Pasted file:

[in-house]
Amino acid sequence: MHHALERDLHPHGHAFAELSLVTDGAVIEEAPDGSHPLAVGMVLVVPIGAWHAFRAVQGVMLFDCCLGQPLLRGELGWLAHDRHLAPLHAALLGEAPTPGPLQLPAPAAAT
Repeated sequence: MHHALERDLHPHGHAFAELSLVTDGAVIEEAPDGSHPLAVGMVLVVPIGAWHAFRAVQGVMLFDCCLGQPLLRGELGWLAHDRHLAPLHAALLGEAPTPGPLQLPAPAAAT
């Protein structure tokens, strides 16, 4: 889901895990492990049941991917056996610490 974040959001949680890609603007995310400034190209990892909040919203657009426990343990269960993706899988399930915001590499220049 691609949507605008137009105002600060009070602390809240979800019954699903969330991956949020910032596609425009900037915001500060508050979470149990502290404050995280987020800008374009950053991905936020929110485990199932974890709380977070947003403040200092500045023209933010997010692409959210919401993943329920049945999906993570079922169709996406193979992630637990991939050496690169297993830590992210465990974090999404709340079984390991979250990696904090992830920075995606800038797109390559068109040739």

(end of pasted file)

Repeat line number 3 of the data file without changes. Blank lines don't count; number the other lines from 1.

Repeated sequence: MHHALERDLHPHGHAFAELSLVTDGAVIEEAPDGSHPLAVGMVLVVPIGAWHAFRAVQGVMLFDCCLGQPLLRGELGWLAHDRHLAPLHAALLGEAPTPGPLQLPAPAAAT